UN expert urges world not to forget discrimination against Myanmar’s Muslims

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UNITED NATIONS, Oct 29 (APP): The U.N. Special Rapporteur on
human rights in Myanmar, Yanghee Lee, called upon the international community not to forget about ongoing human rights challenges in
the South-East nation, especially increasing unrest and discrimination against Muslim communities.
In a briefing to the the UN General Assembly’s Third Committee,
which handles social and humanitarian affairs as well as human rights issues, she also pointed out continued detention of political prisoners
and the constitutional guarantee of 25 per cent of seats in Parliament
to the military.
At the same time, Ms. Lee praised recent progress but urged
stakeholders to remember that much remains to be done.
“The international community has a responsibility to continue
to encourage the changes needed to ensure that everyone in Myanmar
can access their fundamental human rights – regardless of their
race, religion, ethnicity, socio-economic status or location,”
the Rapporteur said.
Civilians and children continue to suffer amid escalating
conflict in Shan, Kachin and Kayin states, and humanitarian
access to these locations is more difficult than it has been
in recent years.
Meanwhile, in Rakhine state, the continued discrimination
against the Rohingya and other Muslim communities has affected
peoples’ fundamental rights. She pressed for removal of all
discriminatory orders, policies, and practices, she said.
The expert expressed alarm over other developments in
Rakhine state, including the murder of nine police officers
on Oct. 9.
The resulting security operations led to multiple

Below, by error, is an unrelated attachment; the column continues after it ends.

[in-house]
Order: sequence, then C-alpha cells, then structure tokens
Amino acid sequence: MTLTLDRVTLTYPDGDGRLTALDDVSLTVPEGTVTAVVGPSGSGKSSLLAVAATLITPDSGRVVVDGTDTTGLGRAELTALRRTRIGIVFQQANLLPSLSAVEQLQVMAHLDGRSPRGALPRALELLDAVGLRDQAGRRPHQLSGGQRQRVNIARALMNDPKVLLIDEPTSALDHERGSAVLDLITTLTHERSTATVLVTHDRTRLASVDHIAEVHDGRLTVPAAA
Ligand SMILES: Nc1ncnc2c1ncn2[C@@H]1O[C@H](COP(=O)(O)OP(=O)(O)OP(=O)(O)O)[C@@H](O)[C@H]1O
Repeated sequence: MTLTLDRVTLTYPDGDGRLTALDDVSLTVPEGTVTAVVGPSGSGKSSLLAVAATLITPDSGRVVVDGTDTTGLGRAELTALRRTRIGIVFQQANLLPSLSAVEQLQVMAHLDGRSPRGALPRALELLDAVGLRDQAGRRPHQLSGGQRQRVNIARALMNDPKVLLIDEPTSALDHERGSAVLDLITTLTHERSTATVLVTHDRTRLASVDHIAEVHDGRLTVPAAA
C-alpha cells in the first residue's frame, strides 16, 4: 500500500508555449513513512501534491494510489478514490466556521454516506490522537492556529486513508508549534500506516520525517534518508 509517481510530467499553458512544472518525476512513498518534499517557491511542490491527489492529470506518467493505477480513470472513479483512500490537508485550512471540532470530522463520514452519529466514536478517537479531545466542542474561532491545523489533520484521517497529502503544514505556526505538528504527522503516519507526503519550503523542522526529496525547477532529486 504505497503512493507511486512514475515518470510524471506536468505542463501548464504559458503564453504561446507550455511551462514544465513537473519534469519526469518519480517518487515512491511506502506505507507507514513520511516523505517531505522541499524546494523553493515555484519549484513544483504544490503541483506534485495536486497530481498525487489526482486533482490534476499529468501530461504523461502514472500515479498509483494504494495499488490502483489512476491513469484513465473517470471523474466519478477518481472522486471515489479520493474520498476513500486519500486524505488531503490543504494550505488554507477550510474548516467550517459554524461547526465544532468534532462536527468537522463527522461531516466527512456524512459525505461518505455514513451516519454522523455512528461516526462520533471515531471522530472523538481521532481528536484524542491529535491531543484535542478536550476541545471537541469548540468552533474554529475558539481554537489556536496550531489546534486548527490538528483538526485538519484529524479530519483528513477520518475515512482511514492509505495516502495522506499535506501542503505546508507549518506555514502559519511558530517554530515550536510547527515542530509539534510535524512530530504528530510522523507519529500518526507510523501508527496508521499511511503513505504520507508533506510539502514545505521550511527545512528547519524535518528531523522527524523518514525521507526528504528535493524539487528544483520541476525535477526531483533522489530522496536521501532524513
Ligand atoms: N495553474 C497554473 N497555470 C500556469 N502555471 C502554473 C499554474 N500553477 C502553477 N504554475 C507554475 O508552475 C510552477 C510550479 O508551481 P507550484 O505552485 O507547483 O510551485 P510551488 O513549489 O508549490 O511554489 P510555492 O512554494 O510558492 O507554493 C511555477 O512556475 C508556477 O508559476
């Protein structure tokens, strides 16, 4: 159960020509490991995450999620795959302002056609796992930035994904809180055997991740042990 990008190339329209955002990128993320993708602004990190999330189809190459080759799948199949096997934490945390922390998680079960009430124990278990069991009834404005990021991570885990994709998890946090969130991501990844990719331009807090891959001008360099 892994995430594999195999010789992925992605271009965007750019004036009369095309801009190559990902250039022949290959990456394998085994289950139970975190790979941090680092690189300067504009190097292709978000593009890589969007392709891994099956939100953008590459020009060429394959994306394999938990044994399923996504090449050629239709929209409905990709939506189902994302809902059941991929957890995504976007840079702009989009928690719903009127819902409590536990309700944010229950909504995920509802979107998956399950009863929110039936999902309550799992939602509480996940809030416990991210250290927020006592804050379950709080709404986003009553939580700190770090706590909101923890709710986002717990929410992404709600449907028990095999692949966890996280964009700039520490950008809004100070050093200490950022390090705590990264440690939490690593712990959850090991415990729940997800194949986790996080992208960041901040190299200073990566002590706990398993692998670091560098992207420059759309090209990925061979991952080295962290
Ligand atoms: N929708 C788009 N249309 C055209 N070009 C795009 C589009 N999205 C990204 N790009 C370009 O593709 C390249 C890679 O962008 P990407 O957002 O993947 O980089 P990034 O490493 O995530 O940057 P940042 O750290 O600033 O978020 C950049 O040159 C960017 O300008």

allegations of serious human rights violations, including
torture and ill-treatment during interrogations, summary
executions, arbitrary arrest and destruction of mosques
and houses in Muslim villages. Some 3,000 people from the
Rakhine community and up to 12,000 Muslims have fled
their homes.
“I am also extremely concerned that humanitarian
programmes providing health, food, education, and
nutrition assistance have been suspended and access
by humanitarian and other groups has not be granted,”
Ms. Lee remarked.
She welcomed the release of 200 prisoners by the new
government, but expressed concern for the remaining 200
still in detention. Both Ms. Lee and her predecessors
have advocated for legal reform, but many people continue
to be arrested under outdated laws, even under the new
Government.
“Peace will be a pre-requisite for the long-term
progress of Myanmar,” she added, referring to the talks
between the Government and armed groups at the Panglong
Conference which was held in August of this year.
“Unfortunately, on the ground, peace still feels
remote and communities still fear attacks, abductions,
and abuses.”